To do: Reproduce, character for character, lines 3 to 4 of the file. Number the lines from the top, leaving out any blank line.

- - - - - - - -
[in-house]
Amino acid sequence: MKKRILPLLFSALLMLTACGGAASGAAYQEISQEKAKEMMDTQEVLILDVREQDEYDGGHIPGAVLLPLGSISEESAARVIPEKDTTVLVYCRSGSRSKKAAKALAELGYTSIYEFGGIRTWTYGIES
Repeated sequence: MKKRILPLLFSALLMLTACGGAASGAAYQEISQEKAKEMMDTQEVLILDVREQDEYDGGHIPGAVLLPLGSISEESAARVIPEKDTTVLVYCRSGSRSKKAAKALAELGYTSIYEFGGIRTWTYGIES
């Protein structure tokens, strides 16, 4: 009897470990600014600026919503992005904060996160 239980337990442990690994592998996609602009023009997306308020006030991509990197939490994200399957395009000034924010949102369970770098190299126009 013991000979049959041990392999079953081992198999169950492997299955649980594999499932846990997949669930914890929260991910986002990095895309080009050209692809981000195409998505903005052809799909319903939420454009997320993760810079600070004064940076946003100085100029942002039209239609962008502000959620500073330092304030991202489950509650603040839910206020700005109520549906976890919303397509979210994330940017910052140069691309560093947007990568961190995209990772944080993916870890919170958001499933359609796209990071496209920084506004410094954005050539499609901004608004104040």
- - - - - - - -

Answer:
Repeated sequence: MKKRILPLLFSALLMLTACGGAASGAAYQEISQEKAKEMMDTQEVLILDVREQDEYDGGHIPGAVLLPLGSISEESAARVIPEKDTTVLVYCRSGSRSKKAAKALAELGYTSIYEFGGIRTWTYGIES
């Protein structure tokens, strides 16, 4: 009897470990600014600026919503992005904060996160 239980337990442990690994592998996609602009023009997306308020006030991509990197939490994200399957395009000034924010949102369970770098190299126009 013991000979049959041990392999079953081992198999169950492997299955649980594999499932846990997949669930914890929260991910986002990095895309080009050209692809981000195409998505903005052809799909319903939420454009997320993760810079600070004064940076946003100085100029942002039209239609962008502000959620500073330092304030991202489950509650603040839910206020700005109520549906976890919303397509979210994330940017910052140069691309560093947007990568961190995209990772944080993916870890919170958001499933359609796209990071496209920084506004410094954005050539499609901004608004104040």